Alia College Source: en.wikipedia.org/wiki/Alia_College

Alia College
Alia College, East Hawthorn 1.jpg
Alia College, in 2014

North-Eastern Victoria
Coordinates37°50′36″S 145°02′42″E / 37.8433°S 145.045°E / -37.8433; 145.045Coordinates: 37°50′36″S 145°02′42″E / 37.8433°S 145.045°E / -37.8433; 145.045
TypeIndependent alternative secondary school
Opened1999; 23 years ago (1999)[2]
School number1981
PrincipalRobert Morgan
Years offered7–12
Number of students65[1]
Education systemVCE[3]

Alia College is an independent co-educational alternative secondary school located in Hawthorn East, Melbourne, Victoria, Australia . The school is built around values of tolerance, creativity, self-expression, respect and responsibility.[4] Advertising itself as a "non rule-based school",[5] Alia College does not have a school uniform, allows its students to leave the school premises and does not impose any formal punishments such as detentions. Despite this unorthodox approach, however, Alia teaches a standard curriculum, with Latin being a compulsory subject (7-9).[5][6]


Alia College was started in 1999, by Bob Morgan, an educator with over 40 years of teaching experience. In an effort to create an environment different from those of mainstream schools, Bob, together with like-minded educators, sought to create a school with positive effects on stress levels and academic performance and gave students "a real voice."[4]

In 2013, Alia College was in the top five schools by Year 9 NAPLAN results in the Reading, Spelling, and Grammar and Punctuation categories.[7]


The name "Alia" was suggested by a parent, because of the school's Latin program. It comes from the Latin phrase "inter alia", meaning "among other (things)".[4]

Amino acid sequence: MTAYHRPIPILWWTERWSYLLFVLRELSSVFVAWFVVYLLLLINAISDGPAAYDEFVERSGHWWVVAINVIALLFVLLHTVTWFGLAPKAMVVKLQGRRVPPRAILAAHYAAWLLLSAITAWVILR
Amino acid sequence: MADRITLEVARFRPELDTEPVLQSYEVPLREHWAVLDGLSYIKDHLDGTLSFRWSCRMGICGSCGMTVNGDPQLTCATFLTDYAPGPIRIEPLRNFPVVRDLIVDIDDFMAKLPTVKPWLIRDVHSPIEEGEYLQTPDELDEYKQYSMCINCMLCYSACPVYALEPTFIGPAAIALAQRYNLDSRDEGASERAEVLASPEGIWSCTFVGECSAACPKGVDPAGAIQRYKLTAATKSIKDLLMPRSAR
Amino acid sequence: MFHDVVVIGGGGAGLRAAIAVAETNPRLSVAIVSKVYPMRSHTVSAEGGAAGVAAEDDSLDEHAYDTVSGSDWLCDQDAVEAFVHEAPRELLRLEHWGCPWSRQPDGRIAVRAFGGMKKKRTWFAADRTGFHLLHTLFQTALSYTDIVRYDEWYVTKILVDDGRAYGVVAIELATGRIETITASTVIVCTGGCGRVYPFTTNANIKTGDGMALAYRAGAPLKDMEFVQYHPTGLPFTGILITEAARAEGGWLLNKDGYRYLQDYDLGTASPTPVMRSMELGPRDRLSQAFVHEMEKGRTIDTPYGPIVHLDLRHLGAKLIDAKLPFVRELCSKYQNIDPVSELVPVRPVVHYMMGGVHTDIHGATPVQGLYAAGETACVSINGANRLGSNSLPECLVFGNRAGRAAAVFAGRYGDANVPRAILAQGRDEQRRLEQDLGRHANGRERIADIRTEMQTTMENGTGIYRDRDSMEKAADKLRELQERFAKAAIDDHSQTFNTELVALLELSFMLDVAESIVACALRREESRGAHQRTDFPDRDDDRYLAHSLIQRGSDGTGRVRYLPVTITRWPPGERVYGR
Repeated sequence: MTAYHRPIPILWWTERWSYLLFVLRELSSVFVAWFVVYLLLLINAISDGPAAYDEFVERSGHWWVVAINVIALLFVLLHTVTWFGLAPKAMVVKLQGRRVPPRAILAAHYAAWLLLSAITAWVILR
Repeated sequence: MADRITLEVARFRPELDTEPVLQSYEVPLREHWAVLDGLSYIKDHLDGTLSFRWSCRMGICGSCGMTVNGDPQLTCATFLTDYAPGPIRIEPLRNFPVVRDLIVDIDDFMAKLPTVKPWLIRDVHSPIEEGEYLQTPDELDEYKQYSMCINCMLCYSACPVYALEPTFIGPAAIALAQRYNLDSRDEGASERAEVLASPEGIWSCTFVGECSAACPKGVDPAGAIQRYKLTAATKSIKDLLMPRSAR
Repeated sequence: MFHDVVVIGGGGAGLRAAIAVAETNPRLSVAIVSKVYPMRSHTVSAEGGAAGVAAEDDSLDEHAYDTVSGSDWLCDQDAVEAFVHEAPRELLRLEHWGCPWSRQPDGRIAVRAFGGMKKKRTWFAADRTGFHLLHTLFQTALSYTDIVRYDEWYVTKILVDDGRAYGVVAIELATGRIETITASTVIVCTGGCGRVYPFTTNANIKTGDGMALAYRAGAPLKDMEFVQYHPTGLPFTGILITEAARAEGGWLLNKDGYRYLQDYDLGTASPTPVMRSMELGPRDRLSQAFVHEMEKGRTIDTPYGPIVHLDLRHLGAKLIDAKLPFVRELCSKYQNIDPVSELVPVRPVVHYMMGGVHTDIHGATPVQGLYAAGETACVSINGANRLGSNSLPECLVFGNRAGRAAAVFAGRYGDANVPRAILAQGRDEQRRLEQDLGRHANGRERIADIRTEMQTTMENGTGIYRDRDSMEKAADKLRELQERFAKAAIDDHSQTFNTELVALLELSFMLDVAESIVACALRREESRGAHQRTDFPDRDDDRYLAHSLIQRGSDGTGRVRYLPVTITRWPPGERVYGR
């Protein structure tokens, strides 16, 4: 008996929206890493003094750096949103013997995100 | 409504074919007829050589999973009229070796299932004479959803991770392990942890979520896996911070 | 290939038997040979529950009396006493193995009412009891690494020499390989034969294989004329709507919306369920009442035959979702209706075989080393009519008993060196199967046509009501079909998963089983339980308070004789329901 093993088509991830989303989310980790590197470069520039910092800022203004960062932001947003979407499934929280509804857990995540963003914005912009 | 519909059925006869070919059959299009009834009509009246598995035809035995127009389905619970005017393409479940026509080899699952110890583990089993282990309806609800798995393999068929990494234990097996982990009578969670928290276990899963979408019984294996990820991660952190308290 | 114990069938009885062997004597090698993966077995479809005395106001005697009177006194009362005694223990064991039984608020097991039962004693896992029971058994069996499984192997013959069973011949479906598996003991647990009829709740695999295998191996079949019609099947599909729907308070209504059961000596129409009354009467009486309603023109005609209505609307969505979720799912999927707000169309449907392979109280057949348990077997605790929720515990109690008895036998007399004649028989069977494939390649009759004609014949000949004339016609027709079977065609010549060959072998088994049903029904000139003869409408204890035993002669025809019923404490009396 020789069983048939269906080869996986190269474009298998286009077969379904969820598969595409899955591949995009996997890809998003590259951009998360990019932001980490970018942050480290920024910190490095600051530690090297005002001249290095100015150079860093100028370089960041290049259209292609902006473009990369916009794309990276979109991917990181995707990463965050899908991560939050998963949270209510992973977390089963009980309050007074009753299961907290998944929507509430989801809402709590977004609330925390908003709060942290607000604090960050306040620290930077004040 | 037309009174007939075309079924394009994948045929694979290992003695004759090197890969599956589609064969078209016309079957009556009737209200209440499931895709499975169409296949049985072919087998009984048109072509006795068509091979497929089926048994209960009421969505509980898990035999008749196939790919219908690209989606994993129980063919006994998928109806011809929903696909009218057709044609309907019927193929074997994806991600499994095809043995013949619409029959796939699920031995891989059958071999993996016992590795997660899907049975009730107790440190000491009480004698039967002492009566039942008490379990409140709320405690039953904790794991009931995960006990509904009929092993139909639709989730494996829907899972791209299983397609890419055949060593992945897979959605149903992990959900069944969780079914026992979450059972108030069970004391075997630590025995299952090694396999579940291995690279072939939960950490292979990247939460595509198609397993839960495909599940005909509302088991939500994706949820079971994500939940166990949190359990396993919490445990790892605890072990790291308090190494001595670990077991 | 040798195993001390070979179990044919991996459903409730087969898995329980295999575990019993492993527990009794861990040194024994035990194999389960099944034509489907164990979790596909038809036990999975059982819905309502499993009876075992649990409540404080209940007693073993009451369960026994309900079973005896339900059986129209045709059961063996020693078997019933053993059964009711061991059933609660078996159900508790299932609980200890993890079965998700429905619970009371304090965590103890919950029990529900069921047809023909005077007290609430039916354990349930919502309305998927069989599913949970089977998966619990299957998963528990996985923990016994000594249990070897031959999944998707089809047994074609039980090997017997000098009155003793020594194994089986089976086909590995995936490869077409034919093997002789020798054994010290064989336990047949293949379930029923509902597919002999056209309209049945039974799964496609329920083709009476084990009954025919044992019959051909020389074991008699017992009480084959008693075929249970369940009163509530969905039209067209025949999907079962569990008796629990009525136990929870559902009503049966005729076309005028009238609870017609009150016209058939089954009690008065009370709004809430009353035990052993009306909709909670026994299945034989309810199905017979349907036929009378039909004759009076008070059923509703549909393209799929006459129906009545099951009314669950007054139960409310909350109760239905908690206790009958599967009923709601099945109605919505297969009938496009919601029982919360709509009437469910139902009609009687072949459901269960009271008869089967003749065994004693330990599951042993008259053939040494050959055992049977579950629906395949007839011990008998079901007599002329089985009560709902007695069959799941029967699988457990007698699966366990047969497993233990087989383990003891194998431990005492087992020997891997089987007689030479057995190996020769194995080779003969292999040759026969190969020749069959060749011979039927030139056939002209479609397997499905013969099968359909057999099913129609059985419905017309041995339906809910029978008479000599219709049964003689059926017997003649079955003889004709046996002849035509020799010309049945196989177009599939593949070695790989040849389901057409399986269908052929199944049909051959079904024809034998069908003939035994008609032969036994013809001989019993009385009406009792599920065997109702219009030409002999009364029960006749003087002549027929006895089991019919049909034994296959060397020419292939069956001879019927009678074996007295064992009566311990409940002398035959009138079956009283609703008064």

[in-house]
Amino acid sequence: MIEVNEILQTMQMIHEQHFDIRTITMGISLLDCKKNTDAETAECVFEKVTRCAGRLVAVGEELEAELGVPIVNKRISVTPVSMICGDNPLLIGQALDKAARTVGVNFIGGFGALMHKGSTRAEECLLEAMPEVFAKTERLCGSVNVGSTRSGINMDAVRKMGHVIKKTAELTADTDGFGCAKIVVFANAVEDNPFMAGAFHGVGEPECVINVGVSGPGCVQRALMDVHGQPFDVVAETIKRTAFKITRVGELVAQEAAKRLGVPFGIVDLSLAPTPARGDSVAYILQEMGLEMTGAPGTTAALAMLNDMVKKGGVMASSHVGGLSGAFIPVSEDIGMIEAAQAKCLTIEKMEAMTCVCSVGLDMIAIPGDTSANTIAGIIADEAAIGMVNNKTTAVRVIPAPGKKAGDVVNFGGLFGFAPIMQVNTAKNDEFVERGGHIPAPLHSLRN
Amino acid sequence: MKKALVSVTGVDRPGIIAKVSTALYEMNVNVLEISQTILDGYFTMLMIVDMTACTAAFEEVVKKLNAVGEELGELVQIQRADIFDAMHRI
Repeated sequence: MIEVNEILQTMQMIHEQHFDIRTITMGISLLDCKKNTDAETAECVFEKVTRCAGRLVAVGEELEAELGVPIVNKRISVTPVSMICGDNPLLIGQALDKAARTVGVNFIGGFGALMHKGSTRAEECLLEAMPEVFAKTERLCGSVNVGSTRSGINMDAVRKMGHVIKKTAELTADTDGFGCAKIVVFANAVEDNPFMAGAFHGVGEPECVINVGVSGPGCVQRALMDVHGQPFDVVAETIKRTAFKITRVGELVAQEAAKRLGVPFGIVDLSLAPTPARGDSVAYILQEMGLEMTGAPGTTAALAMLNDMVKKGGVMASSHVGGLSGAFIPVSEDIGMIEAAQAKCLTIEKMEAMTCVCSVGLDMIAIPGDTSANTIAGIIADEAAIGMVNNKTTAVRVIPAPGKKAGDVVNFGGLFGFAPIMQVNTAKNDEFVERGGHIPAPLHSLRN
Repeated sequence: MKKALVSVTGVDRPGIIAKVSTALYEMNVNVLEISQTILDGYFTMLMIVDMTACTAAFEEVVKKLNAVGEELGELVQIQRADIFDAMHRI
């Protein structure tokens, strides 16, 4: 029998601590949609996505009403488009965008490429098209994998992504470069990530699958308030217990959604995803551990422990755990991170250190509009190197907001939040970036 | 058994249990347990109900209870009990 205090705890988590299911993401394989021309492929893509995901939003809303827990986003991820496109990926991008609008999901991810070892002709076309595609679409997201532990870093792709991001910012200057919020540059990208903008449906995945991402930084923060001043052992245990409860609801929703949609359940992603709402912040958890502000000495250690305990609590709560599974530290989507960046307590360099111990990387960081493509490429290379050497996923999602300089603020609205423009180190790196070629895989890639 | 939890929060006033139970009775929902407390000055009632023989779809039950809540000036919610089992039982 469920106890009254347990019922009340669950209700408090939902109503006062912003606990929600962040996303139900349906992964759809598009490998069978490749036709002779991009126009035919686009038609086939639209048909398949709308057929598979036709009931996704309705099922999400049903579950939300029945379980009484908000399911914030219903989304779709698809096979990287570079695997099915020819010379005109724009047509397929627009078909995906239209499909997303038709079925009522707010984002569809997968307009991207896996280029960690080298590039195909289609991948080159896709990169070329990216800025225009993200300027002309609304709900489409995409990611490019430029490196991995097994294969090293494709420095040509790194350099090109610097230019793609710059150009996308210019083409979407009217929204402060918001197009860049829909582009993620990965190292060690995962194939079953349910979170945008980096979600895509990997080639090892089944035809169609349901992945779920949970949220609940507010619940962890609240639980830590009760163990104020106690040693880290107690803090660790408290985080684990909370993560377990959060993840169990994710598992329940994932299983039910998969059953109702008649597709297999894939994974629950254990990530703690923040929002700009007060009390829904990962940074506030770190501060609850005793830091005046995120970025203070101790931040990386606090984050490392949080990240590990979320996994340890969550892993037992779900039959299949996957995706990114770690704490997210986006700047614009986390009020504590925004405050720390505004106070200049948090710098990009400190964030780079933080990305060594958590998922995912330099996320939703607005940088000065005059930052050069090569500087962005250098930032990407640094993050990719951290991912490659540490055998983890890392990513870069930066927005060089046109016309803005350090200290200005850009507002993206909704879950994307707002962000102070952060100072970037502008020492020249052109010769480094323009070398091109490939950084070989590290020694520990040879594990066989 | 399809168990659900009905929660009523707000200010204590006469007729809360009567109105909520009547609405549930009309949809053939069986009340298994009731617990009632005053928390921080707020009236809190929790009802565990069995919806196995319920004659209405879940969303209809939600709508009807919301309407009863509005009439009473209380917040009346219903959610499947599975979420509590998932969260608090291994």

In 2006, Alia College moved into the historic Kawarau building, an italianate mansion built in 1893 for Robert Robinson and extended in the early 1900s by merchant and philanthropist Frederick Cato.[8] It then bought the site in 2015, hosting a ceremony to celebrate

Alia College provides the same curriculum as mainstream schools, but differs in its approach to delivery in many ways. These include teachers being on a first-name basis with students, no bells, no school uniform, a lack of a rigid punishment system, and emphasis on respect.[9]

Student body[edit]

Alia College has a small student body, with fewer than 100 students.[10] Though the school is not specially set up for students with learning difficulties, those students are welcome at Alia College.[11]

The school is also registered to enrol international students, and has had an international student program consistently since 2014. International students can study at Alia College for short periods (2–3 weeks), a term, or for years.[12] The Japanese program regularly runs a short-term visit for students from Kasaoka, Japan.[13] Student exchanges are also possible for Alia College students, with French and Japanese language programs running to a VCE level.[14] The school has also seen the growth of a French exchange program since 2016.[15]

See also[edit]


  1. ^ "Alia College", School Choice.
  2. ^ State Register - Alia College Limited, Victorian Registration and Qualifications Authority, 28 October 2015.
  3. ^ "Alia College - 2014 Information Relating to the School", Alia College, 13 April 2018.
  4. ^ a b c "About Alia". Alia College. 30 November 2017. Retrieved 26 September 2018.
  5. ^ a b "FAQ", Alia College.
  6. ^ "Alia Secondary College vs Mainstream Schools", Alia College.
  7. ^ "Alia Top NAPLAN", Alia College.
  8. ^ "Kawarau. By Jennifer F O'Donnell | Royal Historical Society of Victoria". www.historyvictoria.org.au. Retrieved 26 September 2018.
  9. ^ "Culture". Alia College. 30 November 2017. Retrieved 26 September 2018.
  10. ^ "Alia College". Alia College. Retrieved 26 September 2018.
  11. ^ "Learning difficulties". Alia College. 4 December 2017. Retrieved 26 September 2018.
  12. ^ "International Students". Alia College. 4 February 2018. Retrieved 26 September 2018.
  13. ^ "Japanese". Alia College. 11 December 2017. Retrieved 26 September 2018.
  14. ^ "Languages". Alia College. 4 December 2017. Retrieved 26 September 2018.
  15. ^ "French Exchange Program". Alia College. 26 September 2018. Retrieved 26 September 2018.

External links[edit]